Tuesday, March 8, 2016

Diaper Kit for Dads


I wish I had remembered to take pictures of this with all the contents.  You will just have to use your imagination on this... luckily I was able to find a photo from the shower!

I wanted to make something fun, yet useful, to give at the baby shower for my son and daughter-in-law -- so I put together a manly diaper changing kit.

The first thing I did was buy a tool box.  This is a plastic tool box from the Home Depot.  I used a Cricut machine to make the letters on self stick vinyl...  I put Papa, because I wasn't sure what he was going to be called.  My husband is Pop or Poppy. My dad is Dad.  My cousin calls her father Daddy.  I guess we never know until we actually have kids and the kids start talking.

I filled this thing up with all kinds of paraphernalia.

First, I put in the necessities:

a couple diapers
a small pack of wipes
Boudreaux's Butt Paste
sample size baby powder

And then I had fun with it!  I added novelty (yet useful) items as well:

New shop towel (for a changing pad)
latex gloves
small can Lysol
a face mask (one of those disposable dust masks)
a sample size (i.e. as in off the airplane) bottle of Whiskey

I thought this made a fun gift... great so the new Dad didn't feel left out at the shower.

Friday, November 21, 2014

GRANDMOTHER'S SEWING ROOM: Precious Moments Burp Rags

Precious Moments Burp Rags
I made some more burp rags for our newest addition, Baby Tristen.

My sister sent this wonderful pack of diapers that are NOT pre-folded!!  I hadn't seen these in YEARS.. so glad she found them... gotta love Amazon!  Link to Diapers at Amazon

I played with my Janome Digitizer MB (found here) and created these three Precious Moments design.

The clip art was from a Google search for free baby coloring pages.  These were perfect!
I had to tweak the pictures a bit on my Photo Impact program (found here) in order to even out the colors before digitizing.

 I used a variegated thread on each one.  The brown is a brown 'tweed' and has white in it.  The blue tweed on the bottom is the same way.  The baby variegated turned out to be my favorite.  They are all Robison-Anton Threads (tweeds here) (4CC Rainbow found here).

I think it's time to buy a pack of these flat-fold diapers to embroider on and have baby gifts ready on hand!

Friday, January 18, 2013


This recipe is called Mrs. Ireland Potato Cakes. I received it from a Marlene on one of my Yahoo groups.

Start with 1 1/2 cups mashed left over mashed potatoes.  I used a a couple tablespoons more because I was using up an extra pint from the Colonials that we had.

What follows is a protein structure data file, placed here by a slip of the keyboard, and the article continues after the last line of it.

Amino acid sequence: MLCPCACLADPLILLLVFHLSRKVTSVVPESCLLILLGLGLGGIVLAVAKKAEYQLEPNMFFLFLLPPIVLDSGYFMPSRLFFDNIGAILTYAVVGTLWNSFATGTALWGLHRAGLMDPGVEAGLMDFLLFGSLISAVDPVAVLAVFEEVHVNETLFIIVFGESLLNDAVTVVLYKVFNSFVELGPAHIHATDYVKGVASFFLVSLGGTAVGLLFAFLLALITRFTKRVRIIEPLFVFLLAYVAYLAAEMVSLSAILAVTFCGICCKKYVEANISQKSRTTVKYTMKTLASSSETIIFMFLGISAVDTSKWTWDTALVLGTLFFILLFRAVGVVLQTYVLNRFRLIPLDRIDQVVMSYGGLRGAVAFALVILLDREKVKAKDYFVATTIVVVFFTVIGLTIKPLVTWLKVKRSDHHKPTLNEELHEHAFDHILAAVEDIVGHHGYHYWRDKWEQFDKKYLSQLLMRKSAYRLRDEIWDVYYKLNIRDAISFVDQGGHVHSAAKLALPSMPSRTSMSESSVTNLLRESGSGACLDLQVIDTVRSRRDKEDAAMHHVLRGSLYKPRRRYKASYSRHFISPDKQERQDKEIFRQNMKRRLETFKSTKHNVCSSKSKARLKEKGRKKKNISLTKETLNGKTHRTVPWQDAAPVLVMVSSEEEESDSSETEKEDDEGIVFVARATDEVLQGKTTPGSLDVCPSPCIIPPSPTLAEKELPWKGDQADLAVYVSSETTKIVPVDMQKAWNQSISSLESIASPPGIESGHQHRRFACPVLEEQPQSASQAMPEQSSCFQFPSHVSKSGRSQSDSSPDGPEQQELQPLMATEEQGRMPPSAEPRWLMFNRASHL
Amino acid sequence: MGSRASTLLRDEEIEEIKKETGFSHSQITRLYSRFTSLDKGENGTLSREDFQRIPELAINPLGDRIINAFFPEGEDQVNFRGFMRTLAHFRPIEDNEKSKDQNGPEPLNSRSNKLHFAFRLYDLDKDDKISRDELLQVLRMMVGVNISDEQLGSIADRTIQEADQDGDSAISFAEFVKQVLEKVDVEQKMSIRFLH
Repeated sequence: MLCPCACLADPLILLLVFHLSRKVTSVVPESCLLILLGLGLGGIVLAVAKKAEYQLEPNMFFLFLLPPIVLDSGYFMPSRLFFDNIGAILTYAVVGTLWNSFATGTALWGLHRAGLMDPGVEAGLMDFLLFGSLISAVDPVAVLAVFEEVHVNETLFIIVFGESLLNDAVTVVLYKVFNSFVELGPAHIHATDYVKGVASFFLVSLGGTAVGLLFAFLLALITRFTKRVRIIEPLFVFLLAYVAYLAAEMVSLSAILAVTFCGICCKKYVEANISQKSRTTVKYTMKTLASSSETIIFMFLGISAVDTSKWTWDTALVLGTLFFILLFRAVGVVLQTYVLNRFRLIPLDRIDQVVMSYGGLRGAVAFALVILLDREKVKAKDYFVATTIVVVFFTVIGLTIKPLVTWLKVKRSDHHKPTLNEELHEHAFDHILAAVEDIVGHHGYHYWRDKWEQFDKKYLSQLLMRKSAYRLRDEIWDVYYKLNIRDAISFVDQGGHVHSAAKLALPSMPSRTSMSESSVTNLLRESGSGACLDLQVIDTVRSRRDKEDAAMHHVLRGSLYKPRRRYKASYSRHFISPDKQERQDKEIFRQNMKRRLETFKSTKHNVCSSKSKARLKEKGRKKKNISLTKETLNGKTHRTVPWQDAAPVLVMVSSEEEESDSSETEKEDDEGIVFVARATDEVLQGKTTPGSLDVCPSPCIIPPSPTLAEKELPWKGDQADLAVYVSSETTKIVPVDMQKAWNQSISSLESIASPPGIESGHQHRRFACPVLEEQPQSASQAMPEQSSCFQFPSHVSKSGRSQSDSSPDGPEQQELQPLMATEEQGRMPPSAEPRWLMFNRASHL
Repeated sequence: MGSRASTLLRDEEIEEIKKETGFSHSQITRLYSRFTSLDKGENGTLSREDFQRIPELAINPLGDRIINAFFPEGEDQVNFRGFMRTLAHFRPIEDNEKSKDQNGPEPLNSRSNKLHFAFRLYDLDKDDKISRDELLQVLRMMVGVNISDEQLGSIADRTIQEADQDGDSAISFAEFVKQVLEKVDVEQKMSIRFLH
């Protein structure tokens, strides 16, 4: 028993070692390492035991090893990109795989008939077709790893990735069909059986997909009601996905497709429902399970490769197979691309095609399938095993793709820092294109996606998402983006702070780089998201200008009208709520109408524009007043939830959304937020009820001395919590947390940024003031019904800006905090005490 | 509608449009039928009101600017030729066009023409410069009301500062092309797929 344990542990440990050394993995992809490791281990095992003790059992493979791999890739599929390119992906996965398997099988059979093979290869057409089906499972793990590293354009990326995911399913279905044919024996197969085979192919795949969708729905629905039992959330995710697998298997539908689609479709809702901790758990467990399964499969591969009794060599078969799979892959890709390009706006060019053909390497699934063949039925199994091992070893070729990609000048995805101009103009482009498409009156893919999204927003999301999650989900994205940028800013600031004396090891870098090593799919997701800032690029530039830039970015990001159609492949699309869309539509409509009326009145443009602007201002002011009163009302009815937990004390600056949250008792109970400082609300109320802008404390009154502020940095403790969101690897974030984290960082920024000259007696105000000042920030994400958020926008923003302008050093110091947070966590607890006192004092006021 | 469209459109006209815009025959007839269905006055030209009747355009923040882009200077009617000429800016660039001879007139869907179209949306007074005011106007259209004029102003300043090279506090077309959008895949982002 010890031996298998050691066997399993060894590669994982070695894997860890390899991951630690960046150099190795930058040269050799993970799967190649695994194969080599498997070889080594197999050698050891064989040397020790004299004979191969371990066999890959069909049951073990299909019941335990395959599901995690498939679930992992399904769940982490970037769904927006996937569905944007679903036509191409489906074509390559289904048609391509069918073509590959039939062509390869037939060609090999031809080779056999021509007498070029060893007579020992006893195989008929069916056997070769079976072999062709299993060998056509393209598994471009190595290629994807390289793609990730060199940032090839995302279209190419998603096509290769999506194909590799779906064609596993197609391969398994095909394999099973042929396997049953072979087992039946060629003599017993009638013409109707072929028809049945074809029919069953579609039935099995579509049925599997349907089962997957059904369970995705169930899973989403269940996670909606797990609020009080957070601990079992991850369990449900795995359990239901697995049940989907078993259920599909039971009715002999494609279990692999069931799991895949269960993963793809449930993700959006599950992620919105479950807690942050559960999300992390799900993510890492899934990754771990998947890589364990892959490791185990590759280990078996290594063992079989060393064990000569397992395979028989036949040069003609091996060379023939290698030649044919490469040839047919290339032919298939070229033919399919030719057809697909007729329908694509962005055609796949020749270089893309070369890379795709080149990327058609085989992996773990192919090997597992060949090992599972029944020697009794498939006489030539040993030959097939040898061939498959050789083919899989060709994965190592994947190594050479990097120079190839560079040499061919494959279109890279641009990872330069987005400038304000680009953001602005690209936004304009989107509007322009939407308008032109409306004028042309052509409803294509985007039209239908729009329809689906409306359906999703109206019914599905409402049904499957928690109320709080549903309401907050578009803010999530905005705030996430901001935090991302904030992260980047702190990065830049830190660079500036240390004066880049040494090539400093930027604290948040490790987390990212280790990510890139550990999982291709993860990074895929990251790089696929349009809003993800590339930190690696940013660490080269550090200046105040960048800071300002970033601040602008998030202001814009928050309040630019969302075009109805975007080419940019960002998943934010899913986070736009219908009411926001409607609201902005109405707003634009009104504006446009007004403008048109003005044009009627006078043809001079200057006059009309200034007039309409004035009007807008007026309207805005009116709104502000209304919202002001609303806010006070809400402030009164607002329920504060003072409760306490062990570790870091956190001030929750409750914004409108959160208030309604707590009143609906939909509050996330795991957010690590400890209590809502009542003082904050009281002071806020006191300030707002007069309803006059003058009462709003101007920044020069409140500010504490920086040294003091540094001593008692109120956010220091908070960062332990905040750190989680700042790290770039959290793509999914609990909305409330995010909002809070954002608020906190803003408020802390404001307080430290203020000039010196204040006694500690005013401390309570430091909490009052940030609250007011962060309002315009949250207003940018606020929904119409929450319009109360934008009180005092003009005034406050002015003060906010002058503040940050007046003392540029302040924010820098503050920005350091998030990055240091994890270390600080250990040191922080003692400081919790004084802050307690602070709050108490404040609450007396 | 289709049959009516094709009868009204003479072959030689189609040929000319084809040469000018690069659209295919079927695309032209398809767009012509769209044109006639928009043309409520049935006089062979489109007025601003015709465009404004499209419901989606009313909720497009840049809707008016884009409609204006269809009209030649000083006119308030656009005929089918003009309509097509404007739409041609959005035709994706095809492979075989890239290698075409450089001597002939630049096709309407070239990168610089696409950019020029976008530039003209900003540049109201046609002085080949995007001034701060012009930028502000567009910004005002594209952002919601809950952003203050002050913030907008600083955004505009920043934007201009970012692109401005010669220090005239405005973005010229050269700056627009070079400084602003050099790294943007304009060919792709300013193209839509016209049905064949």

The next step is to add a cup of rolled oats and a teaspoon of salt.  Also add softened butter. Use 2T to 1/4 cup depending on how thin your potatoes are.
I used only 2T in my batch.

Mix into a dough then pat out onto a floured surface.  Then using a biscuit cutter, cut out into patties.  As you can see, I use a regular sized canning lid for my biscuit cutter!  This works perfectly!

Fry in additional butter.

Turn over and continue frying until golden brown.
Serve warm.

GRANNY'S KITCHEN: Chocolate Pretzels

A quick and fun snack idea is chocolate covered pretzel sticks.  I just melted the chocolate (on 50% power in the microwave) stirred the sticks in it, allowed excess to drip off, then sprinkled on confections and M&Ms.  The M&Ms did not work out as well as expected, but were fine.  It would have been better to use minis.  I laid out on parchment paper to harden then transferred to a platter.  Some didn't turn out half bad looking.

Tuesday, December 4, 2012

GRANDMOTHER'S LIBRARY: Yentl the Yeshiva Boy

Yentl the Yeshiva Boy 

by Antonio Frasconi

After I discovered that Barbara Streisand's movie, Yentl, was based on a book, I decided I wanted to read it.  The movie actually follows this short 58 page novel well, with a little poetic license thrown in.

Yentl is a girl living in a time when girls were not allowed to study. Her father allows her to study with him, but when he dies, she is afraid she will have to give that up.  She decides to cut her hair, dress as a boy, and join a yeshiva so that she may continue to study the scriptures.

Along the way, Yentl, who has now changed her name to Anshel, meets and falls in love with Avigdor, another yeshiva student.  Yentl's lies become more complex as she devises a plan to 'marry' the woman that Avigdor loves in order to remain close to him. 

The movie remains true to the book in that Avigdor is not allowed to marry his true love because his brother committed suicide; however, in the book, Avigdor marries a widow and is extremely unhappy.  When Yentl finally can no longer live the lie, she reveals herself to Avigdor, who loves her back.  However, Yentl wants to remain a yeshiva student and could not do that if she married.  She sends divorce papers to Hadass, her 'wife,' who never knows what has happened: it remains a mystery to the village. Avigdor divorces the mean widow and marries Hadass. Avigdor and Hadass live happily ever after, naming their first son Anshel.

This is an easy, quick book. I read the whole book while sitting in the waiting room of the doctor's office.